James Joyce Ulysses Buck Mulligan

Ep. 3 – Joyce v. Gogarty

Orpen_OSJGogarty
Oliver St John Gogarty

In this episode we tackle the falling out between James Joyce and Oliver St John Gogarty, the origins of the character Buck Mulligan, what really happened in the Martello tower, blasphemous poetry and how Joyce found his sense of humor.

Stream here:
https://embed.simplecast.com/af8957f2?color=f5f5f5

On the Blog:

Say ‘Hello’ to Martello Towers
Who was the Real Buck Mulligan?

Poetry in Ulysses: The Ballad of Joking Jesus

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Further Reading:

Ellmann, R. (1959). James Joyce. New York: Oxford University Press.

Gogarty, O. (1948). Mourning became Mrs. Spendlove and other portraits grave and gay. New York: Creative Age Press.

Lyons, J. (1984). Oliver St. John Gogarty. Dublin Historical Record,38(1), 2-13. Retrieved from http://www.jstor.org/stable/30100748

Riley, M. (1984). Joyce, Gogarty, and the Irish Hero. The Canadian Journal of Irish Studies,10(2), 45-54. doi:10.2307/25512607. Retrieved from https://www.jstor.org/stable/25512607?read-now=1&refreqid=excelsior%3Aafd1aaaa4471f11ab4207fabb5556216&seq=9#metadata_info_tab_contents

Trieste Notebook:

http://digicoll.library.wisc.edu/cgi-bin/JoyceColl/JoyceColl-idx?type=div&did=JOYCECOLL.SCHOLESWORKSHOP.I0013&isize=text

Turner, J., & Mamigonian, M. (2004). Solar Patriot: Oliver St. John Gogarty in “Ulysses”. James Joyce Quarterly,41(4), 633-652. Retrieved from http://www.jstor.org/stable/25478099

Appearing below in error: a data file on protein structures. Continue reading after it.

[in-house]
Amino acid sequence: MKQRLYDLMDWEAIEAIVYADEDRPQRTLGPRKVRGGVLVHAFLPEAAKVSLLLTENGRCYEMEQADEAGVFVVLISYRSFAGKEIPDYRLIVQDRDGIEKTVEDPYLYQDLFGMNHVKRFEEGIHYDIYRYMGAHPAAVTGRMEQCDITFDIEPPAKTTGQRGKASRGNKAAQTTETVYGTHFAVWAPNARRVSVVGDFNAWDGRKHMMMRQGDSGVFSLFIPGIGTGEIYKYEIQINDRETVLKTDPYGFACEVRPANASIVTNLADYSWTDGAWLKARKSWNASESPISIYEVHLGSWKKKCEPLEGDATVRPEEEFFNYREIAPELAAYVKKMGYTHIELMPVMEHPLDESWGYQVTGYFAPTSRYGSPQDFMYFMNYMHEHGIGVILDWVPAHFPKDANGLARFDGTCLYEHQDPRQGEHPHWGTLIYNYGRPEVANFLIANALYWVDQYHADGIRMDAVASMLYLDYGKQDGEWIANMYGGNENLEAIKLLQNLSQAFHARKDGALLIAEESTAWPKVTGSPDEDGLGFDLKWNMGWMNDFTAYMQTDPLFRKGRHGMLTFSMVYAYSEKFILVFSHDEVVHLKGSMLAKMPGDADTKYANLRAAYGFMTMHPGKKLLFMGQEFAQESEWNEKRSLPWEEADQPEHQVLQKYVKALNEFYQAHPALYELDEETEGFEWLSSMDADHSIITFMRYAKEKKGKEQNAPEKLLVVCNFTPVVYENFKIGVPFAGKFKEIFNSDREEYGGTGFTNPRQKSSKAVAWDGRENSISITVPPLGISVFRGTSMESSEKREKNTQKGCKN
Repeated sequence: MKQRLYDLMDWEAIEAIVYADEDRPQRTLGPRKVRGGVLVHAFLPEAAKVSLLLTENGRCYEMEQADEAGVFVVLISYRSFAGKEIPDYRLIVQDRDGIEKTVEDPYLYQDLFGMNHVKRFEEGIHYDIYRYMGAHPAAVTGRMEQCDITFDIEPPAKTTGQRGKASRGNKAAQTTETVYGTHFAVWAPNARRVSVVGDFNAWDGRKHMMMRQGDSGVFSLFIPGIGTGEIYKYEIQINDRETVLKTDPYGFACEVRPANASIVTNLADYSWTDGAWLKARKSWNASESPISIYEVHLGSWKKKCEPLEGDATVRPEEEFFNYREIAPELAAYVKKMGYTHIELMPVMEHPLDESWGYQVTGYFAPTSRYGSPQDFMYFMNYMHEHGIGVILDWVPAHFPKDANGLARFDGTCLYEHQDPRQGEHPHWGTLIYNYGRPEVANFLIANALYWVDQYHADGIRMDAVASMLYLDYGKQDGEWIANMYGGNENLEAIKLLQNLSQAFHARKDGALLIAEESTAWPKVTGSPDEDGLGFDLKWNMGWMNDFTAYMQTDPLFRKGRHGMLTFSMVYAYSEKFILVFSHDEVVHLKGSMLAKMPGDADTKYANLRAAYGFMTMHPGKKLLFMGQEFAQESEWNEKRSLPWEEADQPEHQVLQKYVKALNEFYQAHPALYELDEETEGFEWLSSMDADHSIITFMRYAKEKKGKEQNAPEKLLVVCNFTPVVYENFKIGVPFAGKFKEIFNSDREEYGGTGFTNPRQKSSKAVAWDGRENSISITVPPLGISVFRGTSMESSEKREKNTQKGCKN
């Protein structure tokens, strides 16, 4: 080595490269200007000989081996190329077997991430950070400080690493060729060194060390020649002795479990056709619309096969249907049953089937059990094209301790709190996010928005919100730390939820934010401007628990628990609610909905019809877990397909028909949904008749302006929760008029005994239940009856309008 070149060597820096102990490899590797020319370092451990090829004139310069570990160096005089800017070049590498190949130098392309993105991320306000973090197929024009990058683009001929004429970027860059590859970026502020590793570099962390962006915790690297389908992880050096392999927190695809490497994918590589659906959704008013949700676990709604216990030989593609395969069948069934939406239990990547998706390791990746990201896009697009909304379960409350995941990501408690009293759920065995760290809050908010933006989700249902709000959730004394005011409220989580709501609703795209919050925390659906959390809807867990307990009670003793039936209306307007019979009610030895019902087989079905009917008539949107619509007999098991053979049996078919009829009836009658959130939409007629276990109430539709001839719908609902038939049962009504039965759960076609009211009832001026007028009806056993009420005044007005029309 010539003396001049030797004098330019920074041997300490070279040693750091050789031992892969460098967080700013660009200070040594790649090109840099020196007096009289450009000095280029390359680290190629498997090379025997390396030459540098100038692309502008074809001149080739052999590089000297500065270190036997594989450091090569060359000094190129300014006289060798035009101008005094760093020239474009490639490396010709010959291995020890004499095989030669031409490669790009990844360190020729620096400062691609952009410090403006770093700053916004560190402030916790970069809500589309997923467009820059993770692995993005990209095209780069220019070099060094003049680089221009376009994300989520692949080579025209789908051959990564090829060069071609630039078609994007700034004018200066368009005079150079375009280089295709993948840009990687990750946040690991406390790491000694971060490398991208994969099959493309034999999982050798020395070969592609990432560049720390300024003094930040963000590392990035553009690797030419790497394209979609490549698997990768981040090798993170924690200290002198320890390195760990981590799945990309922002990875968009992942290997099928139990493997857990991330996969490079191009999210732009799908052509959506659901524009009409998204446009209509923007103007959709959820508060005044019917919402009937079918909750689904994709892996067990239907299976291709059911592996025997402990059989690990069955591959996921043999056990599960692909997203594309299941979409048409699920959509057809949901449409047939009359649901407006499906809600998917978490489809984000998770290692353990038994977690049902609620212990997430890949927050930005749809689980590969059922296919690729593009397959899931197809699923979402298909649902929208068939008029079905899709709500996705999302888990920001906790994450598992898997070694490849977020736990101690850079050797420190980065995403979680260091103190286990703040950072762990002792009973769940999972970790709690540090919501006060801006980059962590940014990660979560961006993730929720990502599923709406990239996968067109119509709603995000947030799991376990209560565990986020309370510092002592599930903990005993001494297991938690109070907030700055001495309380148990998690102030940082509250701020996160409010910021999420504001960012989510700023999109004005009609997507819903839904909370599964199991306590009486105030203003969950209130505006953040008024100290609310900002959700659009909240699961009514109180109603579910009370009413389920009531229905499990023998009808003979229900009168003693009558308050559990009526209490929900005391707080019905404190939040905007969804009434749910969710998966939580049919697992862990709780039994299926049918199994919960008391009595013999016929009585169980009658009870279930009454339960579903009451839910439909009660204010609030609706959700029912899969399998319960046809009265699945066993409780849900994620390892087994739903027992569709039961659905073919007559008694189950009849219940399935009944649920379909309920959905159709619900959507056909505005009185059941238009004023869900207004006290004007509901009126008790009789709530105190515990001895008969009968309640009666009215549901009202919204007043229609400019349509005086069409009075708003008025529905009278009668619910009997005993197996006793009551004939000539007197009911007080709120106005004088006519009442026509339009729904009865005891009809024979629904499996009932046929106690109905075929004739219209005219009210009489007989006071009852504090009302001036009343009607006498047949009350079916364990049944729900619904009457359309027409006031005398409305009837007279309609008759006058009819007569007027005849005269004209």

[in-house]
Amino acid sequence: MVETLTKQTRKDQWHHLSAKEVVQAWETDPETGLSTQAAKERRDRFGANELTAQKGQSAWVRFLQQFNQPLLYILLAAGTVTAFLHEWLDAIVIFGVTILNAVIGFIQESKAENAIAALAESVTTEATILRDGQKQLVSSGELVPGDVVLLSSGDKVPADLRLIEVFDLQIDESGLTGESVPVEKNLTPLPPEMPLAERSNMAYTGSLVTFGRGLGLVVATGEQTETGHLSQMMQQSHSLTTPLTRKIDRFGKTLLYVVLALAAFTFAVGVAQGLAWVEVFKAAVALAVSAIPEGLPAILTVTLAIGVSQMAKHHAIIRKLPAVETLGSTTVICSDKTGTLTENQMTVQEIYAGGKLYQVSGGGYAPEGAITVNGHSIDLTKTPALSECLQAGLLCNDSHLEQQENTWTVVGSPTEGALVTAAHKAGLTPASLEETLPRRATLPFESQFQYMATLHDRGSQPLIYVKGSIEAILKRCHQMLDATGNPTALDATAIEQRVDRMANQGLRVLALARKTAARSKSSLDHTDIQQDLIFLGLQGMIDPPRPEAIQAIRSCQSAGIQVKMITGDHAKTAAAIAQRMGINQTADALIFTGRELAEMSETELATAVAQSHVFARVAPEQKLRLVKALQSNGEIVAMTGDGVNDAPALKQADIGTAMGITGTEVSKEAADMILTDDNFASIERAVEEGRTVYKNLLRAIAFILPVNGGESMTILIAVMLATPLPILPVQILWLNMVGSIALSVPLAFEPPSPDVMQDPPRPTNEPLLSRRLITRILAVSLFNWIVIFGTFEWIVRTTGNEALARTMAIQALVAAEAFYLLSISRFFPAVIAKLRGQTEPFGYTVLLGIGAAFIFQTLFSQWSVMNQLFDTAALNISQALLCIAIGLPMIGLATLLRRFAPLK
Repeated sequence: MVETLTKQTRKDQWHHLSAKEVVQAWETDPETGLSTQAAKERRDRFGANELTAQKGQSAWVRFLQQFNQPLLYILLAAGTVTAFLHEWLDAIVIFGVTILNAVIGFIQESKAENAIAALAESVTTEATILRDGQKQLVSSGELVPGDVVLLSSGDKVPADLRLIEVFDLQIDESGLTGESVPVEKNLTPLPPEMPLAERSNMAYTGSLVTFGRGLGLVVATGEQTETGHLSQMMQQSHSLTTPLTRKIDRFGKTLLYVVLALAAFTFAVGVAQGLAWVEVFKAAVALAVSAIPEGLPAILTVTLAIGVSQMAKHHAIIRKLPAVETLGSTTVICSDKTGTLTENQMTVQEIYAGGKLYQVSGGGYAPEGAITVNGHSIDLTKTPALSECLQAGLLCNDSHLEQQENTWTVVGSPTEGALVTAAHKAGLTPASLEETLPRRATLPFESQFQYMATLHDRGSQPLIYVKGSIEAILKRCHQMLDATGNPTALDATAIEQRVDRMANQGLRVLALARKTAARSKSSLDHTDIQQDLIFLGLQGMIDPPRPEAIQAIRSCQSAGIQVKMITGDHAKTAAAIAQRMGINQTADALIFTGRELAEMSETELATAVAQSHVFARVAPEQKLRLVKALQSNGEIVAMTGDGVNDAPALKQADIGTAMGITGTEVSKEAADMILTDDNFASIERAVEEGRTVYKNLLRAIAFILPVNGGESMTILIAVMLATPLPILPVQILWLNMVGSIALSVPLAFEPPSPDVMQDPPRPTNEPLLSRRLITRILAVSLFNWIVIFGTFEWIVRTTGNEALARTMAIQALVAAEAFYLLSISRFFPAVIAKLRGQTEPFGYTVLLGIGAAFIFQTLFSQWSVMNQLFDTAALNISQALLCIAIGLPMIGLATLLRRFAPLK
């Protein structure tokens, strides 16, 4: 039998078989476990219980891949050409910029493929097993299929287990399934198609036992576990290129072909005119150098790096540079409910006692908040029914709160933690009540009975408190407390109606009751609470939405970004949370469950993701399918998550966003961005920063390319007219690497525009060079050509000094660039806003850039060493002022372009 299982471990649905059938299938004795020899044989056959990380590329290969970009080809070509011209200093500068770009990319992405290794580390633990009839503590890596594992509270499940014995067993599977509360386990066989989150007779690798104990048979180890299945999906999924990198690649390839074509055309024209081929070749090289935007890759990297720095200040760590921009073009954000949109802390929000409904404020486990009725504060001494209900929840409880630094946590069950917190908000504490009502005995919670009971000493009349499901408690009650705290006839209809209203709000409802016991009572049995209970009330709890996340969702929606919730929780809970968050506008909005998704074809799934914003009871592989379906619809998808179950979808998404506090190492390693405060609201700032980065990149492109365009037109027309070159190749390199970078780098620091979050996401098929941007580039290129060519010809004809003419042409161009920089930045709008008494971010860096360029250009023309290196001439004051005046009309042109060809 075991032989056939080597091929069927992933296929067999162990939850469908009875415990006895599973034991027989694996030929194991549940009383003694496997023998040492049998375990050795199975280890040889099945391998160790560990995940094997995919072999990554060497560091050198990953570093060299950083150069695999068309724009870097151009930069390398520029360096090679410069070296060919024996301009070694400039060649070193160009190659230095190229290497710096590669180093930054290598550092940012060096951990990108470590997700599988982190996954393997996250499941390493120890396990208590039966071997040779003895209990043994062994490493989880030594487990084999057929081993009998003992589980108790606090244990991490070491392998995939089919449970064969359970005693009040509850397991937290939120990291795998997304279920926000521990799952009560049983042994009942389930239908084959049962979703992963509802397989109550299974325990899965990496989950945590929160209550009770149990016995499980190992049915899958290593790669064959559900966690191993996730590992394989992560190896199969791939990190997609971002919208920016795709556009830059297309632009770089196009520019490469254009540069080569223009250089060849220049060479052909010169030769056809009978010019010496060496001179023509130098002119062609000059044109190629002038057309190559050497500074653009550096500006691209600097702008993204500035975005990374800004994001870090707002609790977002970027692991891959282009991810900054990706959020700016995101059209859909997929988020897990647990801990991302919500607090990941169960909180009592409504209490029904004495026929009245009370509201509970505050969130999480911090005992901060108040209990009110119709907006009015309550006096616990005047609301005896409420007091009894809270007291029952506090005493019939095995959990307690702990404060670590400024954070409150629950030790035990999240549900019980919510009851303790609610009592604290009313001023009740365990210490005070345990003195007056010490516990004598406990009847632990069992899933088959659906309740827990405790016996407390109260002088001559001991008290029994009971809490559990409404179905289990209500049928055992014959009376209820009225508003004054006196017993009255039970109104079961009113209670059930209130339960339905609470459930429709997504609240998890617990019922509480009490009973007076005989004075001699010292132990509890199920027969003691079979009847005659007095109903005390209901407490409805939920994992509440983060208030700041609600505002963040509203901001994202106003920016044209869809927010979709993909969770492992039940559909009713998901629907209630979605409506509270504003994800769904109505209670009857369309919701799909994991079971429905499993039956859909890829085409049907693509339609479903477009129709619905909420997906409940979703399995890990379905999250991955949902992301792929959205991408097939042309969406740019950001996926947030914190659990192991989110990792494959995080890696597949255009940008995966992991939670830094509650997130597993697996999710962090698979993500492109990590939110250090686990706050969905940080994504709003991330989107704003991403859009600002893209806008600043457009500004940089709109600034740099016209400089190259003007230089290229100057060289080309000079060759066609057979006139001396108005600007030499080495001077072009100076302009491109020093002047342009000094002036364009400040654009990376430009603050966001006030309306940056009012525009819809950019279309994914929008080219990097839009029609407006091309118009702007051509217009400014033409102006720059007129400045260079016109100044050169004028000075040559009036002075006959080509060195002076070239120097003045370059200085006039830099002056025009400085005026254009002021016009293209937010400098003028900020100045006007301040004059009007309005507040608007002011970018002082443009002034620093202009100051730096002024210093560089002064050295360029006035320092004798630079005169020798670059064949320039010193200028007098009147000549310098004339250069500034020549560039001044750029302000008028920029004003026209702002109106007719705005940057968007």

Music

Noir – S Strong & Boogie Belgique

James Joyce, Ulysses, literature, Stephen Dedalus, riddle, Ireland, Dublin

Stephen’s Riddle

I’ve put in so many enigmas and puzzles that it will keep the professors busy for centuries arguing over what I meant, and that’s the only way of insuring one’s immortality. – James Joyce

At the close of his lesson in “Nestor,” Stephen’s students ask for a ghost story, so naturally he provides them an unsolvable riddle. Classic Dedalus. The riddle, however, is not only unsolvable for the students of Mr. Deasy’s school, but also for most adult readers of Ulysses. It goes as follows:

The cock crew
The sky was blue:
The bells in heaven
Were striking eleven.
Tis time for this poor soul
to go to heaven.

Answer: The fox burying his grandmother under a holly bush.

Yep.

So, what does it mean?

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Joyce Ulysses literature Lady Gregory Yeats

James Joyce’s Poetic Rage

To put it nicely, James Joyce was a prickly pear. It’s well known that he left Dublin for continental Europe in 1904, never to return. His exile was self-imposed, but that didn’t stop him from metaphorically backing out of the room with two middle fingers raised. This reaction was simultaneously over-the-top and kind of justified. Joyce struggled to find his place amongst the literary set in Dublin because his own ego was frequently a major stumbling block. In fact, Joyce had a track record of throwing down poetically when things didn’t go his way. Joyce’s angry poetry reveals a lot about his personality and worldview, and since Ulysses is heavily autobiographical, it can help us understand where Joyce’s head was when he was constructing the oft unflattering portrayals of his friends in his novel.